In his latest column for Digital Health News, Dr Neil Paul talks about the struggle of introducing innovation to primary care, and whether we’re doing enough to remove the obstacles.

I’m passionate that technology is part of the solution to the NHS’s problems. This is because I believe that technology is one of the real ways of doing more with less. A lot of new treatments and advances in the medical world increase demand, or increase workload or cost. Few actually reduce them.

We are seeing several, real game-changing technologies at the moment and it is interesting to think about how their application – done right – might reduce our workload.

The smartphone is one such technology – a personal computer that can connect to a range of medical devices and sensors via the internet, to myriad monitoring or support system. It has the potential to call for help a hundred times a day, and if used right it has the potential to remotely and intelligently support people to self-manage their own health.

Importance of good data

Artificial Intelligence (AI) is another ground-breaking technology. We’ve known for years that most of the trick to doing medicine is pattern-spotting, and you get good with experience. To be good, AIs need as much of our data as they can get. But we need to be careful to code things right and record useful data.

There is a saying: “garbage in, garbage out”. If we record bad data, how will algorithms learn what is good? Also, what data do they use? I watch the way a patient walks into the room, sits down, stands up, I watch their facial expressions, on occasion I even interpret the way they smell. Me coding “looks unwell” on the computer isn’t much help for an AI to learn as I do. In which case, do we need to think about equipping patients or examination rooms with as many sensors as we can, in order to feed in ever richer data?

Rather than replacing me, AI has the power to help me be more efficient through diagnosis support. As a GP, I spend a lot of my life seeing trivial and common self-limiting stuff. My role is partly to sift out the few symptoms or signs that might indicate that something more complex is happening that needs a specialist. AI can help me watch for these and flag up really rare ailments, or patterns I may have not seen, thereby reducing time to diagnosis, reducing errors and reducing complaints.

Changing the scene

Another game-changing technology that is perhaps less obvious is remote working.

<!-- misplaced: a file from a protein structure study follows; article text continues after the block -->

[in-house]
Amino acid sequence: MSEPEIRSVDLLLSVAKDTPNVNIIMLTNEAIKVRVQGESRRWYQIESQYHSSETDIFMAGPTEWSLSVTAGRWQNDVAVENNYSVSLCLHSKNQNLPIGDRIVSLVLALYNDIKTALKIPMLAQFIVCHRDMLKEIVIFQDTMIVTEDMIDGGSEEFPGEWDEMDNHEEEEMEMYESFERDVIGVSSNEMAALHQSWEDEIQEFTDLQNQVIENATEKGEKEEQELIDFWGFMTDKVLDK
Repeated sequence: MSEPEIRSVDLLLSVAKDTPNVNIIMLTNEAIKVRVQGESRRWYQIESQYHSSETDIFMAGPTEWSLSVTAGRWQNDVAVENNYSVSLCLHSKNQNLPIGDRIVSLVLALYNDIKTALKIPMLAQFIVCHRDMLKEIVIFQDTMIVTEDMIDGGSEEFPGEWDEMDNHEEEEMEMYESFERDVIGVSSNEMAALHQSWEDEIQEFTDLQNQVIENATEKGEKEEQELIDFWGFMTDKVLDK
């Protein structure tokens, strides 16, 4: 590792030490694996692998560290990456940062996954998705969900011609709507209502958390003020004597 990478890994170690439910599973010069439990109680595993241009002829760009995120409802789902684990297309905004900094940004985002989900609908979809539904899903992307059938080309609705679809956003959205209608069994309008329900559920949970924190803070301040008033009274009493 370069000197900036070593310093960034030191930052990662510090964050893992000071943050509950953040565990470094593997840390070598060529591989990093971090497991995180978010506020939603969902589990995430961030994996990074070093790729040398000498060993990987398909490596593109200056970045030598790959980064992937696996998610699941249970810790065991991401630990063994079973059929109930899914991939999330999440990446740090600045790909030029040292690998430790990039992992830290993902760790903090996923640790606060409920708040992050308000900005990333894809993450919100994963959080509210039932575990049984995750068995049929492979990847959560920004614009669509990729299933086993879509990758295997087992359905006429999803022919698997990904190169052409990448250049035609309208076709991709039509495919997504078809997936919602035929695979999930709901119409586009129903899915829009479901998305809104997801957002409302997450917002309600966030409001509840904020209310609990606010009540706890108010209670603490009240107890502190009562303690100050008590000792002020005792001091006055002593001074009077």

Remote working started out as outsourcing radiologists to the other side of the world for the reporting of digital X-rays. Now, it’s surgeons controlling robots from miles away, or GPs watching through VR goggles while a paramedic examines someone in their own home.

In primary care, we are starting to think about splitting the front-end clinical team from the back-end admin, clerical and support teams, centralising them perhaps in one master location, partly to give more resilience and more productivity while standardising and harmonising the quality.

As well freeing up space by taking admin out of the surgery, perhaps the space needs to change. We might have video rooms set up in surgeries to enable remote consultations. I’ve no doubt this happens already in remote parts of the world, but I’m talking about it happening in big cities, on the high street.

I spoke to a company that provides remote exam cubicles to pharmacies. The patient enters the cubicle and speaks to a remote online GP who can issue a prescription via the pharmacy. There is kit in the cubicle to examine the patient, and it’s remarkable how much information can be gathered remotely without any assistance, with a minimally trained HCA present.

I’m sure that could be improved on significantly. This service was being offered privately; however, I’ve also spoken to an online company who provide remote GP locums.

If there are no locums in your area, why not have one of them log in remotely and speak to your patients? It even brings in the concept of “on-demand” locums. Rather than booking a person for a session or half-day, this company is offering by-the-hour. They have access to the patient’s home record, but don’t currently have the examination tools – although that might be coming.